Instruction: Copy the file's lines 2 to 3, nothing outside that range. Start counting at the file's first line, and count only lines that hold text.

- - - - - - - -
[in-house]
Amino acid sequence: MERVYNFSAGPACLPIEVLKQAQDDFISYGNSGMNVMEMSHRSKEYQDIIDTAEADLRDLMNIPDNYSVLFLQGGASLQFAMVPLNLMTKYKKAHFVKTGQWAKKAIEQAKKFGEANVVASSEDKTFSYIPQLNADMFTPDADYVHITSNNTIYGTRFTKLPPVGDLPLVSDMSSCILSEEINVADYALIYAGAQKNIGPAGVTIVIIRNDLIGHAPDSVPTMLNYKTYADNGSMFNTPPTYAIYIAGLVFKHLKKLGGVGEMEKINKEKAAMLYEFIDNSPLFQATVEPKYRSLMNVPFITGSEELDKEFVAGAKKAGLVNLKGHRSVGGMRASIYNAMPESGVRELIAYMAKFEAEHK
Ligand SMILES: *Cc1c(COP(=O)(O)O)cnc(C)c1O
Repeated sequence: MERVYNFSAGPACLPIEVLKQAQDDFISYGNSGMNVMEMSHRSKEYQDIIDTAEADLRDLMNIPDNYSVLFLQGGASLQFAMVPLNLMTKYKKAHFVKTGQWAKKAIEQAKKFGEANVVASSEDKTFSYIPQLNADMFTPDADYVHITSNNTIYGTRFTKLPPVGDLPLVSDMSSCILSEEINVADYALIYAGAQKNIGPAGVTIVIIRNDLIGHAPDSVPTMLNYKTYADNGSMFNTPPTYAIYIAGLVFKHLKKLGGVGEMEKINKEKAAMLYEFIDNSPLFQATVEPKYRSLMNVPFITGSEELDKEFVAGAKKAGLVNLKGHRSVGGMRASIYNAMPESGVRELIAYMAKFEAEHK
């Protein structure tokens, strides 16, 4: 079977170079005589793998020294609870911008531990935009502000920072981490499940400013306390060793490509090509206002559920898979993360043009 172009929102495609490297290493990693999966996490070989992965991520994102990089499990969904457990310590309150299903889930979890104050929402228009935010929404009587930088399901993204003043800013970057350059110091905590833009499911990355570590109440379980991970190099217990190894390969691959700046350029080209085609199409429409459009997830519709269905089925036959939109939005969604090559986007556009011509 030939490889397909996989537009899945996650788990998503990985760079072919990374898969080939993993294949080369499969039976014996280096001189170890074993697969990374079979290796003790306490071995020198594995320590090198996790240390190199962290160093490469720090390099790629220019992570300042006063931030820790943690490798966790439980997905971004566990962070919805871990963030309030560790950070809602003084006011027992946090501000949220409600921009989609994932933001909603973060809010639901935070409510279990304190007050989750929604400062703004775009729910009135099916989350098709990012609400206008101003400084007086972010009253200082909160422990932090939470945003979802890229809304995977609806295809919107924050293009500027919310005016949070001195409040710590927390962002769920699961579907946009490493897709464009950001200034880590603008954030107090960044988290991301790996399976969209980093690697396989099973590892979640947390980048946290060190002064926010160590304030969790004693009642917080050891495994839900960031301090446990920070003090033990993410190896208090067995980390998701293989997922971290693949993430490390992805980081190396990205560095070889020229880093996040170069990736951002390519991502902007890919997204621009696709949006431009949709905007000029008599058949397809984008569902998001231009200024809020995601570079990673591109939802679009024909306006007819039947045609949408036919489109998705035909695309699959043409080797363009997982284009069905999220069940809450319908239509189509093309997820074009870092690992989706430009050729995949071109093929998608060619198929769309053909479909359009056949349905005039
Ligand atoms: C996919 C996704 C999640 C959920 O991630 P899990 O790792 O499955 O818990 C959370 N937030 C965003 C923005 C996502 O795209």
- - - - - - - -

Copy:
Amino acid sequence: MERVYNFSAGPACLPIEVLKQAQDDFISYGNSGMNVMEMSHRSKEYQDIIDTAEADLRDLMNIPDNYSVLFLQGGASLQFAMVPLNLMTKYKKAHFVKTGQWAKKAIEQAKKFGEANVVASSEDKTFSYIPQLNADMFTPDADYVHITSNNTIYGTRFTKLPPVGDLPLVSDMSSCILSEEINVADYALIYAGAQKNIGPAGVTIVIIRNDLIGHAPDSVPTMLNYKTYADNGSMFNTPPTYAIYIAGLVFKHLKKLGGVGEMEKINKEKAAMLYEFIDNSPLFQATVEPKYRSLMNVPFITGSEELDKEFVAGAKKAGLVNLKGHRSVGGMRASIYNAMPESGVRELIAYMAKFEAEHK
Ligand SMILES: *Cc1c(COP(=O)(O)O)cnc(C)c1O